Vampire Academy Review – fun and light-hearted guilty pleasure


Sometimes you want some trash to watch, that can be distracting and cheer you up. Vampire Academy was the perfect answer to this.

Based on the novels by Richelle Mead, Vampire Academy follows the protagonist Rose Hathaway. Rose is half human, half vampire breed known as Dhampir, who are guardians of the Moroi. The Moroi are mortal vampires, that possess magic and live secretly in the world. Rose is training to earn the title of Guardian, so she can protect her vampire, from the bloodthirsty and immortal vampires known as the Strigoi.

Strigoi are a violent and immortal breed that have turned from Moroi after fully draining their victims. Vampire Academy starts off with Rose and her vampire, Lissa on the run from their academy for the last two years, but they are soon dragged back. Having to deal with the dangerous hierarchy that is filled with lies, rumours and conspiracies, it soon becomes clear that Lissa is in danger.

Now this was a complete and utter failure at the box office. There were plans for a sequel to probably follow the trajectory of the books, but unfortunately there wasn’t enough fan support to make it viable. But considering that Twilight became a successful franchise, I’m not sure where most people’s brains are at; as I found Vampire Academy a lot more enjoyable.

However, I feel like a lot of people were fatigued by the many teen supernatural movies that were dominating the cinemas in recent years before Vampire Academy was released. Nevertheless, I found this film quite charming and I really enjoyed the portrayal of Rose by Zoey Deutch. You may recognize her from her airhead character Madison in Zombieland: Double Tap.

Unfortunately, it is let down by the rest of the cast. The actors who play Lissa and Dimitri (Rose’s trainer), lack any passion or creativity, and their performances fall flat. It felt like Deutch was pretty much propping up the rest of the cast. Rose is a character you can get behind, unlike the main protagonists of Twilight, which it has been unfavourably compared to. Rose is no damsel in distress, waiting for someone to save her or fall in love with her. She takes action even if it is hasty at times. Deutch is definitely someone I can see as a rising star, so hopefully she gets more opportunities to shine, in the future.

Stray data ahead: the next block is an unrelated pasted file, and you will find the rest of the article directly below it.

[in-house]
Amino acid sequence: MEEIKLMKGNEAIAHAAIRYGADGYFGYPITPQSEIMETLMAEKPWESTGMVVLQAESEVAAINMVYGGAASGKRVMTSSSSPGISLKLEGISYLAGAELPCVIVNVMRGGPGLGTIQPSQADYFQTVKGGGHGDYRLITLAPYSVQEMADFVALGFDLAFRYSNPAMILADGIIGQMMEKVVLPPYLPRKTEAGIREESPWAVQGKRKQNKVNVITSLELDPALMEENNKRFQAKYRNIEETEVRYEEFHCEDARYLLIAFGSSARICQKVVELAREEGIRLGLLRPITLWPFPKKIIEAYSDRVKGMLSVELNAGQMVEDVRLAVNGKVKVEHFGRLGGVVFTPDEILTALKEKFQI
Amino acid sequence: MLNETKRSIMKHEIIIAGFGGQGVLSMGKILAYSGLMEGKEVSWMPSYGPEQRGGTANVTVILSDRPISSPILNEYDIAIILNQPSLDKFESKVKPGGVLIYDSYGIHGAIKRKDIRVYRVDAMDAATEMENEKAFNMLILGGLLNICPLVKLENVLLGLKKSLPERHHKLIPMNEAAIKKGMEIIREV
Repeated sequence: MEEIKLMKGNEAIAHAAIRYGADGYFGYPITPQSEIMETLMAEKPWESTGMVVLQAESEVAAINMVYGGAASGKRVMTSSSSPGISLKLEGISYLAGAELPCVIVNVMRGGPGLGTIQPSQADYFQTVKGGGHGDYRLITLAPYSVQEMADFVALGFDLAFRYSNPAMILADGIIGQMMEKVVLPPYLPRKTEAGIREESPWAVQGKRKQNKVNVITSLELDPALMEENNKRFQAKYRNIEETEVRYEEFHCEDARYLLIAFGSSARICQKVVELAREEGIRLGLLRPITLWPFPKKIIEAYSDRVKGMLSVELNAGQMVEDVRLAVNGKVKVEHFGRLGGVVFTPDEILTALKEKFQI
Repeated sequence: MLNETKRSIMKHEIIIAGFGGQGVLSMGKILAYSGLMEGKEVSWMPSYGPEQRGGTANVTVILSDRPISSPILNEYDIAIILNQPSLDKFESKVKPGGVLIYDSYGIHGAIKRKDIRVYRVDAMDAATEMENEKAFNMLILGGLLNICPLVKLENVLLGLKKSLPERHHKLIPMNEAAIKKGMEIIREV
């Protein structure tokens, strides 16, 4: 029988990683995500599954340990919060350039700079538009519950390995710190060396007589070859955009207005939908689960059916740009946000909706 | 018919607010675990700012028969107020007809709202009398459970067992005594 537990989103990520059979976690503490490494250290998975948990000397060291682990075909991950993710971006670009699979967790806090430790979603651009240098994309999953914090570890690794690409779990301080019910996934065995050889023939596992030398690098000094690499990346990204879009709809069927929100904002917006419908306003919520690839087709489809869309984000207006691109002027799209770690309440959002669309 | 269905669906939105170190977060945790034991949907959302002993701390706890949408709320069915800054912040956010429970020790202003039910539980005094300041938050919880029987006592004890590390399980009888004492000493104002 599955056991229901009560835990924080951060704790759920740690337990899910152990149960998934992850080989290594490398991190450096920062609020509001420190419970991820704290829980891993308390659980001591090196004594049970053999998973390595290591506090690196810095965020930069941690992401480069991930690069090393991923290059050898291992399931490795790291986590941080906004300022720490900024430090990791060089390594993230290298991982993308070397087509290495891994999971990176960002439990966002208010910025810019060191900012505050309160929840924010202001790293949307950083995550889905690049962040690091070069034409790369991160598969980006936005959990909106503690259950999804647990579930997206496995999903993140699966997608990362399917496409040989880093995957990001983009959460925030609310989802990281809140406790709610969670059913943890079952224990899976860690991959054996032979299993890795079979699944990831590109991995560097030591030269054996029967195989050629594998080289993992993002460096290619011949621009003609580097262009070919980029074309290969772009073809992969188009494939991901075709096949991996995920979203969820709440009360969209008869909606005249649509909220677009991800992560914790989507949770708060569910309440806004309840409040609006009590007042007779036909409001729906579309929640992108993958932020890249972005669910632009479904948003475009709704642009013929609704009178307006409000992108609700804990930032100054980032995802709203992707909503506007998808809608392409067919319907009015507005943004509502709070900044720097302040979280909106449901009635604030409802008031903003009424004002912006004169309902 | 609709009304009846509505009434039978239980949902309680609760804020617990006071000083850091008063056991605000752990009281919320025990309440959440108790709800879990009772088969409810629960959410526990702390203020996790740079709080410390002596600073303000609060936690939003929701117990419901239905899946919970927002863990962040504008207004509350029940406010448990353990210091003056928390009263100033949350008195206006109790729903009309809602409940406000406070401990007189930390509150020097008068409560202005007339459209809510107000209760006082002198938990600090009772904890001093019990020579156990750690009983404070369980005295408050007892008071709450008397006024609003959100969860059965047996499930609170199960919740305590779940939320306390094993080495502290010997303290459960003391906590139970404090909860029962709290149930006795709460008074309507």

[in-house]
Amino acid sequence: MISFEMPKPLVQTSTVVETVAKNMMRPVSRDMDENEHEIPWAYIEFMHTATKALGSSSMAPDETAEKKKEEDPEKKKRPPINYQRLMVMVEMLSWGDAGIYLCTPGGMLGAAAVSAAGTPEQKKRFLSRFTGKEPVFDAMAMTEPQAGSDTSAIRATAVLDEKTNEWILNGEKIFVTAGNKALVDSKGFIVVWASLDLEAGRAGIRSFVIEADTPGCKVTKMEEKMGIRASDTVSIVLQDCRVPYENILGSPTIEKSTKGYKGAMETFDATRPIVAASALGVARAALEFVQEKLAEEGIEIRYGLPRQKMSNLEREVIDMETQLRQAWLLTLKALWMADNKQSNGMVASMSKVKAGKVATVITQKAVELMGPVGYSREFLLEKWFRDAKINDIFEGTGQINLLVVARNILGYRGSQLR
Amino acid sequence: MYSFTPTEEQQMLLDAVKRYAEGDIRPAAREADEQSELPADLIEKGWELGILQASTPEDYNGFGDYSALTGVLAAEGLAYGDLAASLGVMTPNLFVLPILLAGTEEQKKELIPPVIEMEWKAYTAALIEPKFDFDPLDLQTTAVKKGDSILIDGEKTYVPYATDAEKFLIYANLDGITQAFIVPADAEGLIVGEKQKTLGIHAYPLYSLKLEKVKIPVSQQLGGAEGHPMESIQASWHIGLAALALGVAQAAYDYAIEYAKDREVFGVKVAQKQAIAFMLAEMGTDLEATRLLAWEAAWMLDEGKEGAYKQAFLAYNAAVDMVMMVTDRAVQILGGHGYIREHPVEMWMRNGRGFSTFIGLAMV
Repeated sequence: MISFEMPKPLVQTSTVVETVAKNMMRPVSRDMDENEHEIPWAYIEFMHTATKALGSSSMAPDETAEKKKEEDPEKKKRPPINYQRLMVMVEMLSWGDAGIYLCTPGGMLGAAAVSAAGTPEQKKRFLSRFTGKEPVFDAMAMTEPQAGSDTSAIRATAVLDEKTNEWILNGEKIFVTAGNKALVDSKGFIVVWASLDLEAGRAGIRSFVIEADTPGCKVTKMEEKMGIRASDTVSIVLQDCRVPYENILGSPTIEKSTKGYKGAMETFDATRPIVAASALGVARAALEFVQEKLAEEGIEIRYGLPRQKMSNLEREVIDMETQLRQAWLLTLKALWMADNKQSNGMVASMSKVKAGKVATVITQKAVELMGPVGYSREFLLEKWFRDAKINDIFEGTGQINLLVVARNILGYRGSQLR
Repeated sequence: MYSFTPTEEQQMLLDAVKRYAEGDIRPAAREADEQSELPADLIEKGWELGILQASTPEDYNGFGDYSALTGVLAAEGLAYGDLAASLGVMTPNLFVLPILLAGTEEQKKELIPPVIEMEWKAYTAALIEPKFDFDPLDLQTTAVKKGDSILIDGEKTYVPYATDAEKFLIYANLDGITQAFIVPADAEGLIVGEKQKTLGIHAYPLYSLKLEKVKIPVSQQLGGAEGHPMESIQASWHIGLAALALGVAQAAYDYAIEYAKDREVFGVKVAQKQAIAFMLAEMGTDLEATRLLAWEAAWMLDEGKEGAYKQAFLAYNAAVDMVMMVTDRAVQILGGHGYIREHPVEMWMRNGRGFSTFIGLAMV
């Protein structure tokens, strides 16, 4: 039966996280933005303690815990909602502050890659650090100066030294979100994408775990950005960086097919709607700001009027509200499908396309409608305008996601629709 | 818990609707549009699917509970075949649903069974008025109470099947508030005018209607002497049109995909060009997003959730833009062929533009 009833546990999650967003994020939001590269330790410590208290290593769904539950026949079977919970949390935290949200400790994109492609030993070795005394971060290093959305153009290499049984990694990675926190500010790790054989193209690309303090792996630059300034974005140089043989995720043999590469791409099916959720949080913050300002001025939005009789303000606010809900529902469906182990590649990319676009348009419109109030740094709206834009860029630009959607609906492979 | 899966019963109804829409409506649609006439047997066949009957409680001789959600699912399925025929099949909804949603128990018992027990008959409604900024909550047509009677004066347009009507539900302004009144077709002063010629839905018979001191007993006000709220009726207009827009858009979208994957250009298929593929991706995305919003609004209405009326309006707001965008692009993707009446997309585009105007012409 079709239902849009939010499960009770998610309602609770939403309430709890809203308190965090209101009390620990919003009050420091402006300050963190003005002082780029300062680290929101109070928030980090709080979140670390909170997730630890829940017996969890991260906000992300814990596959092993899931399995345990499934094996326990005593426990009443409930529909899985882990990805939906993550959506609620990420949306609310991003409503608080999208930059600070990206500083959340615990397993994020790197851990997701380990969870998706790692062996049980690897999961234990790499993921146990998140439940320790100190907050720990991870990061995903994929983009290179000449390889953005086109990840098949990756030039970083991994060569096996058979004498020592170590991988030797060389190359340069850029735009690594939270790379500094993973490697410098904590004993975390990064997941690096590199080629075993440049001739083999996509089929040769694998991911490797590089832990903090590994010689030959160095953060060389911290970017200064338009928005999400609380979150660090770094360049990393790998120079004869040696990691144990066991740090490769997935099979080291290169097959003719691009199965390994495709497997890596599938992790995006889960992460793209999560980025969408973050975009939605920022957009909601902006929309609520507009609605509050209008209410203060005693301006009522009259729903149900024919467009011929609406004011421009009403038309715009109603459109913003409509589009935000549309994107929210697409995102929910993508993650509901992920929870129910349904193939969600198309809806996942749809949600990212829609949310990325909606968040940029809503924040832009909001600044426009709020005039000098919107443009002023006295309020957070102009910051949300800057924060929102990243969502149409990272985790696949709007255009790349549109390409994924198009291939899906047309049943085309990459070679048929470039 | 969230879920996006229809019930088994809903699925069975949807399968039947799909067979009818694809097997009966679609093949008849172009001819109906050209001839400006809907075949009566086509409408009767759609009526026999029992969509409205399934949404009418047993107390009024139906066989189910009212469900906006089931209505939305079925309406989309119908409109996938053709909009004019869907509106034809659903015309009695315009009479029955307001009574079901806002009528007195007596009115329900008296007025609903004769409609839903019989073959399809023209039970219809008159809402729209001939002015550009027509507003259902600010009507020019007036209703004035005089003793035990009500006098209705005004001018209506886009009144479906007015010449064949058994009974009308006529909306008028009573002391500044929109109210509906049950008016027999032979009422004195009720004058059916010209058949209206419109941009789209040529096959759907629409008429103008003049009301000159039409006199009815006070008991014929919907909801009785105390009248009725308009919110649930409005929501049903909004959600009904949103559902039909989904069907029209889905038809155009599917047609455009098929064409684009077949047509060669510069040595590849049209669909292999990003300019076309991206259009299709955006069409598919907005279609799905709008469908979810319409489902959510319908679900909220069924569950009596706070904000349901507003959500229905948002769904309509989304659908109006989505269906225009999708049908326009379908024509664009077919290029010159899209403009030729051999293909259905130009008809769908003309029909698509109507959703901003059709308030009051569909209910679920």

I just felt less invested in the rest of the characters, as their character development felt neglected, and they didn’t have as sharp dialogue as Rose. But Lissa was also meant to be the star of Vampire Academy, but they never give us any reasons to care about her or her motivations. And the chemistry between the two, was wanting. As a story about a bond between two teenage girls, we needed a bit of bonding to happen for it to really spark.

Now Vampire Academy has a bit of magic, school rivalry and royalty thrown in the mix, which unfortunately makes the plot a bit jumbled. Having never read the book, I’m not sure if the film is true to the original story, but if it isn’t this may have accounted for the poor reception it received. It is almost like it is not sure where it wants to head. We have the plot of the Strigoi, which I feel they should have utilized a bit more.

And there is the issue of the dead coming back to life, which only seems to concern Rose for the most part. Plus there is royalty similar to Underworld movies, which is kinda glossed over but could have been an interesting factor. They don’t really explain why the royalty is important and what it is all about, so it just feels like decoration rather than important plot point. What they eventually land on, unfortunately, had not had enough build-up to make it feel as though the stakes are high.

I wasn’t expecting a deep storyline, but a bit more cohesion throughout would have made this a tighter film. Regardless I still immensely enjoyed Vampire Academy as the light-hearted escapism that it was. What I loved about this film is the dialogue. At many points, I found myself laughing at the lines.

This is probably due to the self-aware sarcasm that is peppered throughout the film. There are references that younger and older audiences can enjoy throughout as well. I would expect nothing less from Daniel Waters, who as screenwriter is known for his work on Demolition Man and Hudson Hawk, two of my favourite movies.

Vampire Academy is a fun and light-hearted supernatural/vampire movie with sharp dialogue and a plot, though jumbled, that is still entertaining. Having many of the teen drama tropes, it does not sway far from its source, giving you a familiar base to enjoy. But, with a kick-ass main character and tongue-in-cheek humour, you can’t go wrong with this undoubtedly “guilty pleasure” film.

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